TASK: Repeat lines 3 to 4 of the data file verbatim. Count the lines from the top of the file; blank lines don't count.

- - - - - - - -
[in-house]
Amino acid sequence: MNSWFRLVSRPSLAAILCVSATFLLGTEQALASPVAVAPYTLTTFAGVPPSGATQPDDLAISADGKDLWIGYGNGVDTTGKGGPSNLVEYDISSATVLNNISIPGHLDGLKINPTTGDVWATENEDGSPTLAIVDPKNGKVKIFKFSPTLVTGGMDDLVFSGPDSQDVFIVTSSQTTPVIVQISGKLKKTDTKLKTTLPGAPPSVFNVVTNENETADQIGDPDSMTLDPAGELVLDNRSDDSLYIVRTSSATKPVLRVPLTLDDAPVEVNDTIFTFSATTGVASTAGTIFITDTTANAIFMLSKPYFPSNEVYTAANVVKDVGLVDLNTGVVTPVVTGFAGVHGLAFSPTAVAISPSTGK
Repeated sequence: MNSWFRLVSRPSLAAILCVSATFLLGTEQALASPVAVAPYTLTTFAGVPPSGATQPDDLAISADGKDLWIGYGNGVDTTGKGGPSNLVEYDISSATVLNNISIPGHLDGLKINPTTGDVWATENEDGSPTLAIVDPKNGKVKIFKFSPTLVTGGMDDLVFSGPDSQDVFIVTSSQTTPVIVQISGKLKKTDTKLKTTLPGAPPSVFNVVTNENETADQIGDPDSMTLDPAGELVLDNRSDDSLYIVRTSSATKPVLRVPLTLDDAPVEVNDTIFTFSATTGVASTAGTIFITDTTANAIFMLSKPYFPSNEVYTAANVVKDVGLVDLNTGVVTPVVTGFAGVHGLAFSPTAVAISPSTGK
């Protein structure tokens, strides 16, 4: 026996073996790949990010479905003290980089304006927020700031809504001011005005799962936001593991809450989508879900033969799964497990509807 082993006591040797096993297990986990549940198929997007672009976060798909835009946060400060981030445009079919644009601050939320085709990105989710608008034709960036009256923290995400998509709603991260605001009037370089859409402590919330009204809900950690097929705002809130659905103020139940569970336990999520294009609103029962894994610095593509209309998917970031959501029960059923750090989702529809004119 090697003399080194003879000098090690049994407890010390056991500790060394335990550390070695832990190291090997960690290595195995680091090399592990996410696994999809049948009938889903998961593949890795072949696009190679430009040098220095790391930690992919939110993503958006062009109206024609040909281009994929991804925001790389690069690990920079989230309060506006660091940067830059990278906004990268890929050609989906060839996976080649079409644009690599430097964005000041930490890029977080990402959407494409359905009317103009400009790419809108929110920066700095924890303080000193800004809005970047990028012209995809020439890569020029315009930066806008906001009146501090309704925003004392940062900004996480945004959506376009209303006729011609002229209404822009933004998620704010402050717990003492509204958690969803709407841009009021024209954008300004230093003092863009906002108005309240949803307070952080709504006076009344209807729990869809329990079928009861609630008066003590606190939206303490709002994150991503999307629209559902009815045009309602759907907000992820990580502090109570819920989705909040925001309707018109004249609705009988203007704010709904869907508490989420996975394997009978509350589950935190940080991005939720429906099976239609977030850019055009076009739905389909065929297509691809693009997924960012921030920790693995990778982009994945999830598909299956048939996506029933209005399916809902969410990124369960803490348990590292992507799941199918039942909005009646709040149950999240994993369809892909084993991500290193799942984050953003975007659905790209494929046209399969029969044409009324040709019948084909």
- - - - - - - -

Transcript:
Repeated sequence: MNSWFRLVSRPSLAAILCVSATFLLGTEQALASPVAVAPYTLTTFAGVPPSGATQPDDLAISADGKDLWIGYGNGVDTTGKGGPSNLVEYDISSATVLNNISIPGHLDGLKINPTTGDVWATENEDGSPTLAIVDPKNGKVKIFKFSPTLVTGGMDDLVFSGPDSQDVFIVTSSQTTPVIVQISGKLKKTDTKLKTTLPGAPPSVFNVVTNENETADQIGDPDSMTLDPAGELVLDNRSDDSLYIVRTSSATKPVLRVPLTLDDAPVEVNDTIFTFSATTGVASTAGTIFITDTTANAIFMLSKPYFPSNEVYTAANVVKDVGLVDLNTGVVTPVVTGFAGVHGLAFSPTAVAISPSTGK
């Protein structure tokens, strides 16, 4: 026996073996790949990010479905003290980089304006927020700031809504001011005005799962936001593991809450989508879900033969799964497990509807 082993006591040797096993297990986990549940198929997007672009976060798909835009946060400060981030445009079919644009601050939320085709990105989710608008034709960036009256923290995400998509709603991260605001009037370089859409402590919330009204809900950690097929705002809130659905103020139940569970336990999520294009609103029962894994610095593509209309998917970031959501029960059923750090989702529809004119 090697003399080194003879000098090690049994407890010390056991500790060394335990550390070695832990190291090997960690290595195995680091090399592990996410696994999809049948009938889903998961593949890795072949696009190679430009040098220095790391930690992919939110993503958006062009109206024609040909281009994929991804925001790389690069690990920079989230309060506006660091940067830059990278906004990268890929050609989906060839996976080649079409644009690599430097964005000041930490890029977080990402959407494409359905009317103009400009790419809108929110920066700095924890303080000193800004809005970047990028012209995809020439890569020029315009930066806008906001009146501090309704925003004392940062900004996480945004959506376009209303006729011609002229209404822009933004998620704010402050717990003492509204958690969803709407841009009021024209954008300004230093003092863009906002108005309240949803307070952080709504006076009344209807729990869809329990079928009861609630008066003590606190939206303490709002994150991503999307629209559902009815045009309602759907907000992820990580502090109570819920989705909040925001309707018109004249609705009988203007704010709904869907508490989420996975394997009978509350589950935190940080991005939720429906099976239609977030850019055009076009739905389909065929297509691809693009997924960012921030920790693995990778982009994945999830598909299956048939996506029933209005399916809902969410990124369960803490348990590292992507799941199918039942909005009646709040149950999240994993369809892909084993991500290193799942984050953003975007659905790209494929046209399969029969044409009324040709019948084909």